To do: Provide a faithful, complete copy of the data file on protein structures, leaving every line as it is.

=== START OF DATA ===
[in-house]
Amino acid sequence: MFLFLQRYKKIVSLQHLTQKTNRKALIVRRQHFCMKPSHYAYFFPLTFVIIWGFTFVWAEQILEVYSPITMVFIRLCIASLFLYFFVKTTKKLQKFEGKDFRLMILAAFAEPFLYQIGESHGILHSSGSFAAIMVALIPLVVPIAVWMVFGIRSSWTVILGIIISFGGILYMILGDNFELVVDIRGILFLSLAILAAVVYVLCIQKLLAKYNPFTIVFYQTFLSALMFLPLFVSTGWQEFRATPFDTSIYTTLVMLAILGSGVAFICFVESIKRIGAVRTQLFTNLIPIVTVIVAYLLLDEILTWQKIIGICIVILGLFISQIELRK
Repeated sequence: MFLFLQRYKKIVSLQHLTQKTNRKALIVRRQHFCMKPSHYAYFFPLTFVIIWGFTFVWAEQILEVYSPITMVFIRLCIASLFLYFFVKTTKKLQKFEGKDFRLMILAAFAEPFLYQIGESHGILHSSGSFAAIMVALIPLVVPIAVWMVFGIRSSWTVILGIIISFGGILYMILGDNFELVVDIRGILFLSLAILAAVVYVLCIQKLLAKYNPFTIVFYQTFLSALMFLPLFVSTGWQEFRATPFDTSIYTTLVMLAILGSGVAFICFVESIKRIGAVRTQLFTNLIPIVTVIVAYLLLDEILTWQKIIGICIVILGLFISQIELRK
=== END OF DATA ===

[in-house]
Amino acid sequence: MFLFLQRYKKIVSLQHLTQKTNRKALIVRRQHFCMKPSHYAYFFPLTFVIIWGFTFVWAEQILEVYSPITMVFIRLCIASLFLYFFVKTTKKLQKFEGKDFRLMILAAFAEPFLYQIGESHGILHSSGSFAAIMVALIPLVVPIAVWMVFGIRSSWTVILGIIISFGGILYMILGDNFELVVDIRGILFLSLAILAAVVYVLCIQKLLAKYNPFTIVFYQTFLSALMFLPLFVSTGWQEFRATPFDTSIYTTLVMLAILGSGVAFICFVESIKRIGAVRTQLFTNLIPIVTVIVAYLLLDEILTWQKIIGICIVILGLFISQIELRK
Repeated sequence: MFLFLQRYKKIVSLQHLTQKTNRKALIVRRQHFCMKPSHYAYFFPLTFVIIWGFTFVWAEQILEVYSPITMVFIRLCIASLFLYFFVKTTKKLQKFEGKDFRLMILAAFAEPFLYQIGESHGILHSSGSFAAIMVALIPLVVPIAVWMVFGIRSSWTVILGIIISFGGILYMILGDNFELVVDIRGILFLSLAILAAVVYVLCIQKLLAKYNPFTIVFYQTFLSALMFLPLFVSTGWQEFRATPFDTSIYTTLVMLAILGSGVAFICFVESIKRIGAVRTQLFTNLIPIVTVIVAYLLLDEILTWQKIIGICIVILGLFISQIELRK